4 Tips for Prenatal Bonding with Your Baby
Did you know you can start bonding with your baby before they're born? It's true! Pregnancy is the perfect time you and your partner can begin nurturing a relationship with your baby. Prenates are conscious and sentient beings who have experiences in the womb. These experiences influence the way they feel about themselves and the world they are about to be born into. Communicating with your baby is a beautiful way to help them feel acknowledged, wanted and loved before they're even born!
We now know that babies are not born as "tabula rasa" or blank slates, empty of thoughts, feelings or ideas. In fact that couldn't be further from the truth! By 23 weeks of gestation all of your baby's senses are developed. Modern ultrasounds have documented baby's and their amazing sensory abilities in utero; they respond to touch when mother strokes her belly, they can recognize their mother and father’s voice, they respond to loud sounds, and can perceive a bright light shining on mama's belly by covering their eyes. Mother and baby are intimately connected for 10 months. During this time your baby is learning about their world through your thoughts, feelings and experiences.Recognizing and validating your baby's experiences in the womb supports their emotional, spiritual and physical development. Here are some ways to communicate with your baby during pregnancy to support their development, minimize the effects of stress and set the foundation for secure attachment.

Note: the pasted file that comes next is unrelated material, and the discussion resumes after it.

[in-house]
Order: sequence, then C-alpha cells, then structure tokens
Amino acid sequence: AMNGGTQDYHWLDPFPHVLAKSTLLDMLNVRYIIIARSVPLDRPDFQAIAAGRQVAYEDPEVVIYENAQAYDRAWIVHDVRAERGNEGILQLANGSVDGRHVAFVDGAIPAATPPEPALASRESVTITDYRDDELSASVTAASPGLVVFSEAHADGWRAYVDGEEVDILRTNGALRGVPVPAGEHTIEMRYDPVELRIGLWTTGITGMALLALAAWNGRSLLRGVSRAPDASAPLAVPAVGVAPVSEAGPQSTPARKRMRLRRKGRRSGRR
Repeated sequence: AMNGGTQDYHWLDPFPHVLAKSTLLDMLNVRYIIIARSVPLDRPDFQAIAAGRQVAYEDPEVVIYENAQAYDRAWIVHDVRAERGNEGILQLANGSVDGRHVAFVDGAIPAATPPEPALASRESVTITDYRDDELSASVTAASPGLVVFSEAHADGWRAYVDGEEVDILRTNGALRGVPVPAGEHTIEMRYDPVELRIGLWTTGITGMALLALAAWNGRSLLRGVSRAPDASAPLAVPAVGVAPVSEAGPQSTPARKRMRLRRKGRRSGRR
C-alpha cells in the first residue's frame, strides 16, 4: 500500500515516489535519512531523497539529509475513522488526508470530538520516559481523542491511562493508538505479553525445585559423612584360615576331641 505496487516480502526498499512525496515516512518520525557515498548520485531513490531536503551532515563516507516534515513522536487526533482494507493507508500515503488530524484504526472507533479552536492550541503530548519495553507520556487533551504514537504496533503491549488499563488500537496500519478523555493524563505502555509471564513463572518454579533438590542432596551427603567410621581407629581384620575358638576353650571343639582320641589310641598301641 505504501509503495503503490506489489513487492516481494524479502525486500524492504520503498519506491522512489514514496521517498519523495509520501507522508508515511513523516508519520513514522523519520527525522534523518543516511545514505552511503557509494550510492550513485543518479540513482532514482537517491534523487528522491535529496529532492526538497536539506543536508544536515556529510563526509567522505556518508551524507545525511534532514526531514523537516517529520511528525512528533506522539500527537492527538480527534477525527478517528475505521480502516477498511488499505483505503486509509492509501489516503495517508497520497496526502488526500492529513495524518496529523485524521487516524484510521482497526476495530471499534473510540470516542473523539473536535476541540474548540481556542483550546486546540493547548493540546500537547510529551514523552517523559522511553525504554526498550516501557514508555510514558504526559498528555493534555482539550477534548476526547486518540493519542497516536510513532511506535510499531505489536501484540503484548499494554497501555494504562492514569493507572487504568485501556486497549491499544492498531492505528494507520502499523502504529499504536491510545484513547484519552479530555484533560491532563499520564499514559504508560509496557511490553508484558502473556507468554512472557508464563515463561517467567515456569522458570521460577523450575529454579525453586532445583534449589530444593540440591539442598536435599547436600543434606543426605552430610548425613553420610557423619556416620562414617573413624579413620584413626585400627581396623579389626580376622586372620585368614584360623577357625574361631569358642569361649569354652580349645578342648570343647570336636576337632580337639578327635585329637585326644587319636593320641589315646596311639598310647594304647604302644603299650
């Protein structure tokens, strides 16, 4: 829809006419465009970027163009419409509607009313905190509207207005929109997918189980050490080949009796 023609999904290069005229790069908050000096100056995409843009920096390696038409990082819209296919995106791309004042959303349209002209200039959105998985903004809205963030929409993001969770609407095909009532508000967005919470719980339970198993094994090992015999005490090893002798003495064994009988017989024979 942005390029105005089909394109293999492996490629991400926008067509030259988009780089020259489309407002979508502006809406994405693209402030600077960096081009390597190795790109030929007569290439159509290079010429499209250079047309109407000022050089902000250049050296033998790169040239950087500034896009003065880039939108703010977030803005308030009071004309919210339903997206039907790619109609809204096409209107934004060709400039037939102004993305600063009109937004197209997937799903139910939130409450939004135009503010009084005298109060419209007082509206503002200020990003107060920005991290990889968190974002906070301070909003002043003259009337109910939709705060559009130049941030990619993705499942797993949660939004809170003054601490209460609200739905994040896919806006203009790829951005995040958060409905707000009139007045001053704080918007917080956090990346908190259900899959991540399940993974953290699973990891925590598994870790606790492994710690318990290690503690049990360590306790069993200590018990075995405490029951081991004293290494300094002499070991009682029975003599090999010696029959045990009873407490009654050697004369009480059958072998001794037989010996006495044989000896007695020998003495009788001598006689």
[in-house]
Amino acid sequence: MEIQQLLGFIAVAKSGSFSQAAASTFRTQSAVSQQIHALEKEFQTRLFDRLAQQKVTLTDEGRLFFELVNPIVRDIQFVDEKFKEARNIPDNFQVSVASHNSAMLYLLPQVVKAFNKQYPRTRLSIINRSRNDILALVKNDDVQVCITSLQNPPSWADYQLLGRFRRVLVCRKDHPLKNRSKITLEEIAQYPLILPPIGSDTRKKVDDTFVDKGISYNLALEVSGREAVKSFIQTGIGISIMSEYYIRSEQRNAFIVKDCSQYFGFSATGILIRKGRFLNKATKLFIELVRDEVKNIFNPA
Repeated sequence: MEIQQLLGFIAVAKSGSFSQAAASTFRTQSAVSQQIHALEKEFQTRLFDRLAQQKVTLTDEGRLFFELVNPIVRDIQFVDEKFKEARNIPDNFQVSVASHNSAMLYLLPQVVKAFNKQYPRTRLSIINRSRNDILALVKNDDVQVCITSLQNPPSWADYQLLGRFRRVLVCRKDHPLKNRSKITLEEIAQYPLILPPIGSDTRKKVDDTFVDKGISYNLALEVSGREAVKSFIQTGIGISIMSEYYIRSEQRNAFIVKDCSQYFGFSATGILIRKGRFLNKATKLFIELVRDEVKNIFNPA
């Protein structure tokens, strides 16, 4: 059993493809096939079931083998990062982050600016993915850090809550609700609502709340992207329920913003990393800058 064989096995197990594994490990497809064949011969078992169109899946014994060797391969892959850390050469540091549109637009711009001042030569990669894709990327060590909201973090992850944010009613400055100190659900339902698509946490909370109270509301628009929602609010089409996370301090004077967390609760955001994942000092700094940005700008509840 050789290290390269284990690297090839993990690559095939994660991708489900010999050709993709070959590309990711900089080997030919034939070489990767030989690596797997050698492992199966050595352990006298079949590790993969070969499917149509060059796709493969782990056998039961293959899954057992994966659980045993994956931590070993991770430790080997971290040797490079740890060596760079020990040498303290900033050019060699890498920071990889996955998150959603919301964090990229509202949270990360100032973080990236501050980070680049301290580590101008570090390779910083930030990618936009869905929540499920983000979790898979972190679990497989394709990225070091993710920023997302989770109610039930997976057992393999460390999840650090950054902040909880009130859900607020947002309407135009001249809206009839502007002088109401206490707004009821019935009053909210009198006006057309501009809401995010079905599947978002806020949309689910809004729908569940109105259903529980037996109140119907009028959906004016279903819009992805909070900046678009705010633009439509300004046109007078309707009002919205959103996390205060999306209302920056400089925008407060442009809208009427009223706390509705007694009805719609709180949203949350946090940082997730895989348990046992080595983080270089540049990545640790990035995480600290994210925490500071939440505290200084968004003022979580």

Connect To Your Resources
Feeling supported during pregnancy has a healing effect on both mama and baby. When we feel well supported or "resourced" we are better able to manage the inevitable stress of life and therefore provide a nurturing environment for baby. It can be helpful to identify both inner and outer resources. Inner resources can be accessed through meditation, tapping into creative expression (art, dance, journaling), a supportive mantra, or mindful communication with your baby, just to name a few. A few examples of outer resources would be maintaining a healthy relationship with your partner, a walk in nature, a supportive family/friend, or healing modalities such as psychotherapy, craniosacral therapy or prenatal massage therapy. Ensuring that you have the support you need to feel nurtured, loved and validated will help your baby feel the same.